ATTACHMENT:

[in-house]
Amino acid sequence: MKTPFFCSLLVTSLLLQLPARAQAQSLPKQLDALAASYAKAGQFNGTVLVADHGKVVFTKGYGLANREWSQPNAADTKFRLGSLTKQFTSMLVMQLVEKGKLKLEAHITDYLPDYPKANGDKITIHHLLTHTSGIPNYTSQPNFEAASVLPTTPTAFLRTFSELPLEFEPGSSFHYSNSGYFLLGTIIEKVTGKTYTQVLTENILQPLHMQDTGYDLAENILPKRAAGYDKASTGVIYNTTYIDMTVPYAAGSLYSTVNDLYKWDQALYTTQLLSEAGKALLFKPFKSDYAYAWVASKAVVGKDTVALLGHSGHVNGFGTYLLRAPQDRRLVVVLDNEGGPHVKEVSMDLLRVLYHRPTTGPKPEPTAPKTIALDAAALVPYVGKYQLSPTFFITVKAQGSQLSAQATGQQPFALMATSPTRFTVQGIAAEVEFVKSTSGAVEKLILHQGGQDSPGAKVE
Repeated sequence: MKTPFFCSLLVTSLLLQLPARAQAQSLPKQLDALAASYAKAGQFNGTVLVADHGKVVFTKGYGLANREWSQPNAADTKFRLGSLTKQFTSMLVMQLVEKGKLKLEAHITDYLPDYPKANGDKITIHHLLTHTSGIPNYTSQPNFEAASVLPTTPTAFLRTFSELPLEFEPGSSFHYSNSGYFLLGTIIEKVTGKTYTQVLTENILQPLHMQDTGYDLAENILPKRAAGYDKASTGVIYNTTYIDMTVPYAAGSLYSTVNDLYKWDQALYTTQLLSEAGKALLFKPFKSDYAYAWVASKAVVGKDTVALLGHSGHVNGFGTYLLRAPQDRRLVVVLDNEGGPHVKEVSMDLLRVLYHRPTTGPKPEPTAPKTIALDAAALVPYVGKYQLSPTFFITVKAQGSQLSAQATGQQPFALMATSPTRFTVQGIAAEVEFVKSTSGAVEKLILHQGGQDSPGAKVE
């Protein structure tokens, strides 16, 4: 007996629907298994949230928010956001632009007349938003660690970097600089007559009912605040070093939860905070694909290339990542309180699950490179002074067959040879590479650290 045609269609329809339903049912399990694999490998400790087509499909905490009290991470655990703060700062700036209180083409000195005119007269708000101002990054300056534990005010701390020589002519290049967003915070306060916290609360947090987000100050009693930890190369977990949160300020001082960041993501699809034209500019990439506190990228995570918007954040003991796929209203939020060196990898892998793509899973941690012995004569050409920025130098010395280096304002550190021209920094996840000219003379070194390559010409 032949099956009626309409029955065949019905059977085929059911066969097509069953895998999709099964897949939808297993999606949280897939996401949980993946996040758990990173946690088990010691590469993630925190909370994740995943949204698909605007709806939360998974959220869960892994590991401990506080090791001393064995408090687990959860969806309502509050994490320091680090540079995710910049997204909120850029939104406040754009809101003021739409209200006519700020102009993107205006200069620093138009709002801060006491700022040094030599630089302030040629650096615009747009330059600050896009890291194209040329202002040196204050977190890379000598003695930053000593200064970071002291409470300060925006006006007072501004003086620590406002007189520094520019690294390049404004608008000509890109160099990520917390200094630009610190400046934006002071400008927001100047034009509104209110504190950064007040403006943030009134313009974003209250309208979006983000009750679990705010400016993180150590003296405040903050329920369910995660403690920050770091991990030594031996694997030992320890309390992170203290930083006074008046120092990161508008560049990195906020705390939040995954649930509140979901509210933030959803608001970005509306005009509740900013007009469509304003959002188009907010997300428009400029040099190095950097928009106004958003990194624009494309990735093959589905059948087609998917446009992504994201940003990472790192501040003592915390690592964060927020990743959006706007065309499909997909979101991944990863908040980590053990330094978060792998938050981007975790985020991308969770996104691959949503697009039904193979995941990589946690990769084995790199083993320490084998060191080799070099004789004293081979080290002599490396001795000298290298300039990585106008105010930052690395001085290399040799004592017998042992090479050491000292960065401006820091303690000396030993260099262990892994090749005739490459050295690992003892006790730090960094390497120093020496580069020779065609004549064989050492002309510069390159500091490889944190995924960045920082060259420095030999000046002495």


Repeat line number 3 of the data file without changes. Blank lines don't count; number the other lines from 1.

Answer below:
Repeated sequence: MKTPFFCSLLVTSLLLQLPARAQAQSLPKQLDALAASYAKAGQFNGTVLVADHGKVVFTKGYGLANREWSQPNAADTKFRLGSLTKQFTSMLVMQLVEKGKLKLEAHITDYLPDYPKANGDKITIHHLLTHTSGIPNYTSQPNFEAASVLPTTPTAFLRTFSELPLEFEPGSSFHYSNSGYFLLGTIIEKVTGKTYTQVLTENILQPLHMQDTGYDLAENILPKRAAGYDKASTGVIYNTTYIDMTVPYAAGSLYSTVNDLYKWDQALYTTQLLSEAGKALLFKPFKSDYAYAWVASKAVVGKDTVALLGHSGHVNGFGTYLLRAPQDRRLVVVLDNEGGPHVKEVSMDLLRVLYHRPTTGPKPEPTAPKTIALDAAALVPYVGKYQLSPTFFITVKAQGSQLSAQATGQQPFALMATSPTRFTVQGIAAEVEFVKSTSGAVEKLILHQGGQDSPGAKVE